What is an Ankle Brachial Index (ABI) Screening?
An ankle-brachial index (ABI) screening is a diagnostic test used to diagnose vascular conditions affecting blood flow, such as peripheral artery disease (PAD).
What You Should Know:
An ABI screening is simple, non-invasive, and can provide important information about the presence and severity of vascular conditions such as peripheral artery disease (PAD) in the legs. PAD is a common but progressive condition, which means early detection is crucial to slowing progress. The test compares the blood pressure in the ankles to the blood pressure in the arms to determine how well blood is flowing.
Could PAD be Affecting Your Legs?
Take Our Free Online Assessment to Find Out
Peripheral artery disease (PAD) is a common circulatory condition that can lead to leg pain and walking problems. Our easy-to-use online self-assessment can help determine if you may be at risk for PAD and if you should schedule a consultation with a vascular specialist to discuss further testing.
When is ABI Testing Used?
Common conditions diagnosed using ABI testing include:
- Peripheral artery disease (PAD)
- Leg ulcers
- Blood clots
- Vascular damage
- Heart disease
- Stroke risk
- Leg numbness or pain
What to Expect
During an ABI Test
How To Prepare
Before scheduling an ABI test, you may need to take a self-assessment to evaluate if an ABI test is medically necessary for your situation. Many insurance companies require a patient to take a self-assessment or screening questionnaire before they will cover the cost of an ABI test. If it is determined that you are a good candidate for an ABI test after your self-assessment, schedule a test with your physician. No additional preparation is needed for an ABI test; just be sure to wear loose, comfortable clothing that allows access to your wrists and ankles.
During The Test
ABI testing typically only takes about 10-20 minutes to complete. During an ABI test, a standard blood pressure cuff is placed around each arm to measure the arm’s systolic pressure. Blood pressure cuffs are also placed on each ankle to measure the systolic pressure in the posterior tibial artery and dorsalis pedis artery of each leg. These leg blood pressure readings are compared to the higher of the two arm readings.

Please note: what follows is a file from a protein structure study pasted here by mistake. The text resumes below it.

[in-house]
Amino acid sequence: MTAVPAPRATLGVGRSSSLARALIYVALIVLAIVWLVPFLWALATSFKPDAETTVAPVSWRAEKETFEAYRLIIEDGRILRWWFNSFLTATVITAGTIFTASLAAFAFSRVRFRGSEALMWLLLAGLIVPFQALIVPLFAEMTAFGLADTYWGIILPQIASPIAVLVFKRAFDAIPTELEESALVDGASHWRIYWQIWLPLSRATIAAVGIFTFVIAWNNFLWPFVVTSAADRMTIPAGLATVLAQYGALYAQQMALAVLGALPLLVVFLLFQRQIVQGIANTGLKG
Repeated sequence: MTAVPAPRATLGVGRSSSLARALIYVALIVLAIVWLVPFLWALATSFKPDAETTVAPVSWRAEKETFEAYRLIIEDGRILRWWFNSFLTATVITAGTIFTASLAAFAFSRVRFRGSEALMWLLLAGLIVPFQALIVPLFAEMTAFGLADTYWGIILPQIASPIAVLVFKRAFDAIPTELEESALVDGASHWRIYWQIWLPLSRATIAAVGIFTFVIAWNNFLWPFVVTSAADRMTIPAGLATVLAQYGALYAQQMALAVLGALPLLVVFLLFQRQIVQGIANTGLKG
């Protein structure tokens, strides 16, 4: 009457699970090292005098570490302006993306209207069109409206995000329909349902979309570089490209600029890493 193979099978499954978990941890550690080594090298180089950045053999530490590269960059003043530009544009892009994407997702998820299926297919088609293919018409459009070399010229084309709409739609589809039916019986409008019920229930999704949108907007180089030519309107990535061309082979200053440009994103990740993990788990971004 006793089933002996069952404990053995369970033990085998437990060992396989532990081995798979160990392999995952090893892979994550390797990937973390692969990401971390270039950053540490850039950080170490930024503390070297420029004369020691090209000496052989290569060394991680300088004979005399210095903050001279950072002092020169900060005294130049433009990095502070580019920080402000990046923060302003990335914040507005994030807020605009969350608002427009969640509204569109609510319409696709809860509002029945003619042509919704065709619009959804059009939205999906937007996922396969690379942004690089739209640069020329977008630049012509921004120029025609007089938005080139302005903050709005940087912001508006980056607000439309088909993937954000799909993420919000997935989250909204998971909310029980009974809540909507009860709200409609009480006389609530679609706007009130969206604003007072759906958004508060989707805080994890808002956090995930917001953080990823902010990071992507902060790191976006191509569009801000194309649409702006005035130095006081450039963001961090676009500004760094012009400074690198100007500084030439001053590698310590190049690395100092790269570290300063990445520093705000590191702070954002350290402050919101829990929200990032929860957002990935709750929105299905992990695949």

A normal ABI score is between 0.9 and 1.3, meaning the ankle systolic pressure is within 90-130% of the arm pressure. A score of 0.9 to 1.3 rules out PAD.
An ABI score lower than 0.9 may indicate some level of PAD or blockage in the leg arteries. The lower the ABI value, the more severe the arterial narrowing. An ABI score below 0.4 signals advanced PAD with over 60% arterial blockage.
An ABI will help identify any existing arterial blockages. Depending on the results of your ABI test, additional testing may be needed to diagnose PAD or other underlying conditions. If needed, the test can be repeated over time to monitor disease progression.
After The Test
Benefits of ABI Testing
ABI testing is advantageous for screening, diagnosis, monitoring, and prognostic information related to peripheral arterial disease and circulatory disorders affecting the limbs.
Benefits of ABI testing:
- Effectively identify any existing arterial blockages and signs of PAD
- Non-invasive and does not require surgery
- Provides immediate results in a brief office visit
- Detects reduced blood flow early to prevent complications
Get To Know Our Cardiovascular Specialists
In Search of Care? Request a Consultation Today
If you are experiencing symptoms of peripheral artery disease (PAD), take our self-assessment to determine if you are a candidate for ABI testing. Early intervention can help effectively manage symptoms and improve your quality of life. Request a consultation with one of our vascular specialists to discuss available testing options.